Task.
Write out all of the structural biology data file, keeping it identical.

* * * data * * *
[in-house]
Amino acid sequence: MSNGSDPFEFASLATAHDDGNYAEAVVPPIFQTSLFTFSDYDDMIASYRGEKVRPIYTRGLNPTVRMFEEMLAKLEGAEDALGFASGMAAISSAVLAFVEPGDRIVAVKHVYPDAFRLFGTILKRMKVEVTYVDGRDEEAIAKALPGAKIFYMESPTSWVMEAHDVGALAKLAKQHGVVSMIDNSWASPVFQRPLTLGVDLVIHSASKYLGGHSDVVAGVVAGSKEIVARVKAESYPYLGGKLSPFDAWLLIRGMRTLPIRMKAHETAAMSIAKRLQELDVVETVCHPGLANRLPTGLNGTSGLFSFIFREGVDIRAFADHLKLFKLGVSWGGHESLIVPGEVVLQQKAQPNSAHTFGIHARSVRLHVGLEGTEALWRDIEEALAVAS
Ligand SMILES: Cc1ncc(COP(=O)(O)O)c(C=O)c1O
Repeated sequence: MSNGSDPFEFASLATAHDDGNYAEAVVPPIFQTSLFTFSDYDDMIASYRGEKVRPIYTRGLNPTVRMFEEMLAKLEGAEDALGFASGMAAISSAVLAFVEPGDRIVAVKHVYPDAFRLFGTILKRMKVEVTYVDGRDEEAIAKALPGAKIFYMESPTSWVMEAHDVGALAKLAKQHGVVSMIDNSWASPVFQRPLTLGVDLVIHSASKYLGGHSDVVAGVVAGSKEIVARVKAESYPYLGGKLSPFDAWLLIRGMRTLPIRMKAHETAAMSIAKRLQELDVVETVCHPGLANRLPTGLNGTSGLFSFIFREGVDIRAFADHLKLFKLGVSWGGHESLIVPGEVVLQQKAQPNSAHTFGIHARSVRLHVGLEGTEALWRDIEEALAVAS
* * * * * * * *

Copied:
[in-house]
Amino acid sequence: MSNGSDPFEFASLATAHDDGNYAEAVVPPIFQTSLFTFSDYDDMIASYRGEKVRPIYTRGLNPTVRMFEEMLAKLEGAEDALGFASGMAAISSAVLAFVEPGDRIVAVKHVYPDAFRLFGTILKRMKVEVTYVDGRDEEAIAKALPGAKIFYMESPTSWVMEAHDVGALAKLAKQHGVVSMIDNSWASPVFQRPLTLGVDLVIHSASKYLGGHSDVVAGVVAGSKEIVARVKAESYPYLGGKLSPFDAWLLIRGMRTLPIRMKAHETAAMSIAKRLQELDVVETVCHPGLANRLPTGLNGTSGLFSFIFREGVDIRAFADHLKLFKLGVSWGGHESLIVPGEVVLQQKAQPNSAHTFGIHARSVRLHVGLEGTEALWRDIEEALAVAS
Ligand SMILES: Cc1ncc(COP(=O)(O)O)c(C=O)c1O
Repeated sequence: MSNGSDPFEFASLATAHDDGNYAEAVVPPIFQTSLFTFSDYDDMIASYRGEKVRPIYTRGLNPTVRMFEEMLAKLEGAEDALGFASGMAAISSAVLAFVEPGDRIVAVKHVYPDAFRLFGTILKRMKVEVTYVDGRDEEAIAKALPGAKIFYMESPTSWVMEAHDVGALAKLAKQHGVVSMIDNSWASPVFQRPLTLGVDLVIHSASKYLGGHSDVVAGVVAGSKEIVARVKAESYPYLGGKLSPFDAWLLIRGMRTLPIRMKAHETAAMSIAKRLQELDVVETVCHPGLANRLPTGLNGTSGLFSFIFREGVDIRAFADHLKLFKLGVSWGGHESLIVPGEVVLQQKAQPNSAHTFGIHARSVRLHVGLEGTEALWRDIEEALAVAS